Southern Railway Co. v. Virginia
Annotate this Case
290 U.S. 190 (1933)
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U.S. Supreme Court
Southern Railway Co. v. Virginia, 290 U.S. 190 (1933)
Southern Railway Co. v. Virginia
Argued October 17, 18, 1933
Decided December 4, 1933
290 U.S. 190
APPEAL FROM THE SUPREME COURT OF APPEALS OF VIRGINIA
1. A state statute (c. 62, Acts of Va. 1930) which attempts to authorize an administrative officer to require railway companies to eliminate existing grade crossings and substitute overhead crossings whenever in his opinion this is necessary for the public safety and convenience, and which provides no notice to or hearing of a company on the existence of such necessity and no means of reviewing the officer's decision of it, violates the due process of law clause of the Fourteenth Amendment. P. 290 U. S. 194.
2. The police power, like other state powers, is subject to the inhibitions of the Fourteenth Amendment. P. 290 U. S. 196.
159 Va. 779, 167 S.E. 578, reversed.
Appeal from a judgment of the Supreme Court of Appeals of Virginia which affirmed, on appeal, an order of the Corporation Commission of the state requiring the railway company to construct a highway bridge over its tracks, within the limits of its right of way, to take the place of a crossing at grade.
MR. JUSTICE McREYNOLDS delivered the opinion of the Court.
This appeal questions the validity of Chapter 62, Acts General Assembly of Virginia, 1930; Michie's Code 1930, § 3974a. Pertinent portions are in the margin. * The
claim is that enforcement of the act as construed by the state Supreme Court would deprive appellant of property without due process of law, and thus violate the XIV Amendment.
Purporting to proceed under the challenged chapter, the Highway Commissioner, without prior notice, advised appellant that, in his opinion, public safety and convenience required elimination of the grade crossing near Antlers; also, he directed construction there of an overhead passage according to accompanying plans and specifications. Replying, the company questioned the Commissioner's conclusion upon the facts, denied the validity of the act, and refused to undertake the work. Thereupon, by petition, he asked the State Corporation Commission for an order requiring it to proceed. A demurrer to this questioned the constitutionality of the statute. It especially pointed out that the Commissioner undertook to ordain,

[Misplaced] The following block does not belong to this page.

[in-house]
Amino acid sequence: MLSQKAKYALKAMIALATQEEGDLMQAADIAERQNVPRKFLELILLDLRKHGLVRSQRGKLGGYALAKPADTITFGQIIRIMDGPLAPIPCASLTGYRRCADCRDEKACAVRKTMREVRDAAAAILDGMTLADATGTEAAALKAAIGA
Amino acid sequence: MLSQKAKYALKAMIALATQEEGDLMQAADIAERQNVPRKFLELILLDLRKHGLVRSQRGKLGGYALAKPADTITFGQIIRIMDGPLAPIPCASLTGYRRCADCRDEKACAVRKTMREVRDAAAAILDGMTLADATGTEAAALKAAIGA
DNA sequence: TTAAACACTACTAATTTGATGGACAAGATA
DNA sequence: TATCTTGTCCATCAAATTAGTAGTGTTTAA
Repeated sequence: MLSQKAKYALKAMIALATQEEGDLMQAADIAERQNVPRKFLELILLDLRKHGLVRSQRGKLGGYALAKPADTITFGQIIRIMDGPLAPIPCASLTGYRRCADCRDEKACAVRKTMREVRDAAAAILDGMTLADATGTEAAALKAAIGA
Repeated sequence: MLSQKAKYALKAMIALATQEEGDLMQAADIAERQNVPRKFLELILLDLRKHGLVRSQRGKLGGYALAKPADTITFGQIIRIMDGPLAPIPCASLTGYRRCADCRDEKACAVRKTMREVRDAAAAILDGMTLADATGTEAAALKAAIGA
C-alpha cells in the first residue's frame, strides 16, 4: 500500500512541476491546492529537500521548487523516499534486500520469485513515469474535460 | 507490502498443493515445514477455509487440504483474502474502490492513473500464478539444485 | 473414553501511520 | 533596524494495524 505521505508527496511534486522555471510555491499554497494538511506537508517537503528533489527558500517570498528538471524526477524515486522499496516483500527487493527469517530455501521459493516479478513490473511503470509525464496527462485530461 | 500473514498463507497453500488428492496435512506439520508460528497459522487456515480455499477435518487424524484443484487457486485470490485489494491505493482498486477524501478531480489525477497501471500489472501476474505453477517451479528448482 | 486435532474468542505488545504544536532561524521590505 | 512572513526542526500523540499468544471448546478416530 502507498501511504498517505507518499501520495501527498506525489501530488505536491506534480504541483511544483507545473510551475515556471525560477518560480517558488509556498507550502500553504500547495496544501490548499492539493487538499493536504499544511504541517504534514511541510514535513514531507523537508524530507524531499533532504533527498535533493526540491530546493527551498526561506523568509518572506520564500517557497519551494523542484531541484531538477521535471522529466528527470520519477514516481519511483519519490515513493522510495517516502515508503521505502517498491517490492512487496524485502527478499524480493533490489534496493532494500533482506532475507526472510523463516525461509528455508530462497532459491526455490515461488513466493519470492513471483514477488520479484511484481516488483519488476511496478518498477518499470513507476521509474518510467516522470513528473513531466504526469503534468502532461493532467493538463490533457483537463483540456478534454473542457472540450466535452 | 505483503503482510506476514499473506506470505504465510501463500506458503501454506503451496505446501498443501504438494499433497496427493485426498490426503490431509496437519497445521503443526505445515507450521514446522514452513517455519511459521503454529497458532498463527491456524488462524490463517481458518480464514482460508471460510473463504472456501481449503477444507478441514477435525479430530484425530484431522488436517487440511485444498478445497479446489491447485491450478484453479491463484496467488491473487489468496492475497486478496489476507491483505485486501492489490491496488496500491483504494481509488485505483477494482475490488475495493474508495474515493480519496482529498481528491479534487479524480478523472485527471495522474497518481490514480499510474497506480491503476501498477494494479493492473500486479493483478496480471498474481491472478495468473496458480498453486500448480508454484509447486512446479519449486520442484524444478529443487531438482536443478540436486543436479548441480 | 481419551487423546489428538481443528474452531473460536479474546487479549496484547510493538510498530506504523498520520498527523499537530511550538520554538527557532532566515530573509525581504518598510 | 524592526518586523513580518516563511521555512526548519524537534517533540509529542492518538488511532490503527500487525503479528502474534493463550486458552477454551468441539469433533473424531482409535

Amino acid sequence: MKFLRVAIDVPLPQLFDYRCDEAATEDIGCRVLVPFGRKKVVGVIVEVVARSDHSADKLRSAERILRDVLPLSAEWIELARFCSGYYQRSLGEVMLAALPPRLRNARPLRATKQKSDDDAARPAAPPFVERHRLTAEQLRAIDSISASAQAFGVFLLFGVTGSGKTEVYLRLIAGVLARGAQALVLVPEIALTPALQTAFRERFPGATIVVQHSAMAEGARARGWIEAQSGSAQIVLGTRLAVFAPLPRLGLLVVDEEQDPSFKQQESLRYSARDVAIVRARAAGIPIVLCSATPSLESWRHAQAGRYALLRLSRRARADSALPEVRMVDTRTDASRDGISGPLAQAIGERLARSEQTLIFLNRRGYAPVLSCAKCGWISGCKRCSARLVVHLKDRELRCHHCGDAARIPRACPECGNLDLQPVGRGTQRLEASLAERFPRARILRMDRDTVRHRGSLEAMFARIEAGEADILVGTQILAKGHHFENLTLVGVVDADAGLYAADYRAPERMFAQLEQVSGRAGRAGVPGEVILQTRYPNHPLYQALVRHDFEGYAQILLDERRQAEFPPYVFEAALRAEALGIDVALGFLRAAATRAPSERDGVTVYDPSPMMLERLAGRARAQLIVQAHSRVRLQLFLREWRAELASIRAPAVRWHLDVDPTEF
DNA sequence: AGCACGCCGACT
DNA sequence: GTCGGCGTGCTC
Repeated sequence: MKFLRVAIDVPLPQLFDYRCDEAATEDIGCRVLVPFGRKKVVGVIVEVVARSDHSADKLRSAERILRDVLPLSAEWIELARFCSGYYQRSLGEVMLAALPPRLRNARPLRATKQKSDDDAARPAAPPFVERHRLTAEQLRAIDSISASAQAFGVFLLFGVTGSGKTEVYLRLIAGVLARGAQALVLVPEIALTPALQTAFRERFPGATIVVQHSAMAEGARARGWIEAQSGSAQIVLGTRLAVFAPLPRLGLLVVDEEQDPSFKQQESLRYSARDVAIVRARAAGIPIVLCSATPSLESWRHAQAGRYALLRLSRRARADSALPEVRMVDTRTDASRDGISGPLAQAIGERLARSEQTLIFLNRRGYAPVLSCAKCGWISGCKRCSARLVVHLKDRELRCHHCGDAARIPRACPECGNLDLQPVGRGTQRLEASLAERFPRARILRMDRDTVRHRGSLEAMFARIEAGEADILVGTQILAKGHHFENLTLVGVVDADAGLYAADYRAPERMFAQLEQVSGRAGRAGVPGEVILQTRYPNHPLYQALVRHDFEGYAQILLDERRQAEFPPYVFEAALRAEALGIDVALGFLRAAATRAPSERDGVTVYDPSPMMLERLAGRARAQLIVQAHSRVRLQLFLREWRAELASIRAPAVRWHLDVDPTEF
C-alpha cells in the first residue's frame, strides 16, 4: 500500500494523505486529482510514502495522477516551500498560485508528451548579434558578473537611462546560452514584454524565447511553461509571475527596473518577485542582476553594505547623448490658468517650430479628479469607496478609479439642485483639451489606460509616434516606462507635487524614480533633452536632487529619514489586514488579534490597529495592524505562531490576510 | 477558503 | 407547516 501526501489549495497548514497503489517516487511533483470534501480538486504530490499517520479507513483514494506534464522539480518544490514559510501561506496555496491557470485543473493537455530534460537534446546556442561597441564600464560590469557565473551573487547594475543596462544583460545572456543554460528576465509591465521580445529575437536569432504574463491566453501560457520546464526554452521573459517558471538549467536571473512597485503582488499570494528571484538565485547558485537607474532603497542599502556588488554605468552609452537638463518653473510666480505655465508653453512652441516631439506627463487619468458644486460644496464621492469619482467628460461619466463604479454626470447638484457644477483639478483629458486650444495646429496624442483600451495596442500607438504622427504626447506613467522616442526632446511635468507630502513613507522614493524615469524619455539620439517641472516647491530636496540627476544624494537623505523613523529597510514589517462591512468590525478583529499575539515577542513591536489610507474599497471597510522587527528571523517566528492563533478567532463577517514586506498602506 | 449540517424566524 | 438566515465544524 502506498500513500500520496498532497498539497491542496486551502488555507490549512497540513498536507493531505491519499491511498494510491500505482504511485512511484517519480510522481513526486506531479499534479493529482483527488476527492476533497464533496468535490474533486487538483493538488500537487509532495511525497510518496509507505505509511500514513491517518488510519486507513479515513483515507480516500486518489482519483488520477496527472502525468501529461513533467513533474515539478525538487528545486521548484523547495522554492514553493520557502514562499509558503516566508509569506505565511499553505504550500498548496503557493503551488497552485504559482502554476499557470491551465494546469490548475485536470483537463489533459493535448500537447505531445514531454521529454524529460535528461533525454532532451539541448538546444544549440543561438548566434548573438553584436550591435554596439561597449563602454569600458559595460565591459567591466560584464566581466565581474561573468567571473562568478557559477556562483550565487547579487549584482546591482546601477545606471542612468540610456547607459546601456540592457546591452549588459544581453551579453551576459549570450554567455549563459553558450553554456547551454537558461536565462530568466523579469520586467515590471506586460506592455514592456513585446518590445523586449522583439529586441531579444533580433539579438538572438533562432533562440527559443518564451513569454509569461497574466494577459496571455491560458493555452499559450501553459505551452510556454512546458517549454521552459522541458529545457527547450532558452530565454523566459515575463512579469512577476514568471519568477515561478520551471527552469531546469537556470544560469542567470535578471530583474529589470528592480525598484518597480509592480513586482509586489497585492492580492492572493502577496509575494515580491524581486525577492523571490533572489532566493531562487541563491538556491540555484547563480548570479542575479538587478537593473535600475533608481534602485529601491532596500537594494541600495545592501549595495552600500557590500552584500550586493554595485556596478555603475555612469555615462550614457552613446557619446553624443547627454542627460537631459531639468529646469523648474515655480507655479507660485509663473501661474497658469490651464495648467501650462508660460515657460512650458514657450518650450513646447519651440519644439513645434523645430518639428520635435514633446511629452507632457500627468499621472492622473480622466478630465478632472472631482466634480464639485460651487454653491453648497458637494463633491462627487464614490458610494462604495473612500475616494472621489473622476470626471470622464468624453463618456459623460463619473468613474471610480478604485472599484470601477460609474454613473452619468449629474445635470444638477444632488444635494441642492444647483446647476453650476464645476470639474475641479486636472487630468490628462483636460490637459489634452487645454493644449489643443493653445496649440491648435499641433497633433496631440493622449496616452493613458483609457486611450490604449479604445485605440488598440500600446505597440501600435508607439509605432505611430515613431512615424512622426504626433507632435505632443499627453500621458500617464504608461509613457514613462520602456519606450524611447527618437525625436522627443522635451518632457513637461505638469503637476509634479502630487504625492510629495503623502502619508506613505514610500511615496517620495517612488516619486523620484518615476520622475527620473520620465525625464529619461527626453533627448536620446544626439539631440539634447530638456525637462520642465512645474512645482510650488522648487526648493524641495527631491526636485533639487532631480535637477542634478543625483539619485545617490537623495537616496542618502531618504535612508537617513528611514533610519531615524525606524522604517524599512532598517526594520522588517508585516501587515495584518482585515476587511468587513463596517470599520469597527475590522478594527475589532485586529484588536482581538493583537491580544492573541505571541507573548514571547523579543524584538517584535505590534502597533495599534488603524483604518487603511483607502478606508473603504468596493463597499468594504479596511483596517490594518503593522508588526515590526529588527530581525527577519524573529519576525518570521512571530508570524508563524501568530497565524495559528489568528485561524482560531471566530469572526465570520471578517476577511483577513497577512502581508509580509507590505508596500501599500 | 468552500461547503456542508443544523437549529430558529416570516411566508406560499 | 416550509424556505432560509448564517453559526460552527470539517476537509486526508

without prior notice, and that there was no provision for any review except in respect of the proposed plans for the structure. The Commission overruled the demurrer and directed the railway to construct the overhead. The Supreme Court construed the statute and approved this action.
As authoritatively interpreted the challenged act permits the highway commissioner -- an executive officer -- without notice or hearing to command a railway company to abolish any designated grade crossing and construct an overhead when, in his opinion, necessary for public safety and convenience. His opinion is final upon the fundamental question whether public convenience and necessity require the elimination unless what the Supreme Court denominates "arbitrary" exercise of the granted power can be shown. Upon petition, filed within sixty days, the Corporation Commission may consider the proposed plans and approve or modify them, but nothing more. The statute makes no provision for review by any court. But the Supreme Court has declared that a court of equity may give relief under an original bill where "arbitrary" action can be established.
As construed and applied, we think the statute conflicts with the XIV Amendment.
Certainly, to require abolition of an established grade crossing and the outlay of money necessary to construct an overhead would take the railway's property in a very real sense. This seems plain enough both upon reason and authority. Washington ex rel. Oregon R. & N. Co. v. Fairchild, 224 U. S. 510, 224 U. S. 523-524; Great Northern Ry. Co. v. Minnesota, 238 U. S. 340, 238 U. S. 345. See Chicago, M. & St.P. Ry. Co. v. Board of Comm'rs, 76 Mont. 305, 247 P. 162.
If we assume that, by proper legislation, a state may impose upon railways the duty of eliminating grade crossings, when deemed necessary for public safety and convenience, the question here is whether the challenged statute meets the requirements of due process of law.
Undoubtedly, it attempts to give an administrative officer power to make final determination in respect of facts -- the character of a crossing and what is necessary for the public safety and convenience -- without notice, without hearing, without evidence, and upon this ex parte finding, not subject to general review, to ordain that expenditures shall be made for erecting a new structure. The thing so authorized is no mere police regulation.
In Interstate Commerce Comm'n v. Louisville & N. R. Co., 227 U. S. 88, 227 U. S. 91, replying to the claim that a Commission's order made without substantial supporting evidence was conclusive, this Court declared:
"A finding without evidence is arbitrary and baseless. And if the government's contention is correct, it would mean that the Commission had a power possessed by no other officer, administrative body, or tribunal under our government. It would mean that, where rights depended upon facts, the Commission could disregard all rules of evidence, and capriciously make findings by administrative fiat. Such authority, however beneficently exercised in one case, could be injuriously exerted in another, is inconsistent with rational justice, and comes under the Constitution's condemnation of all arbitrary exercise of power."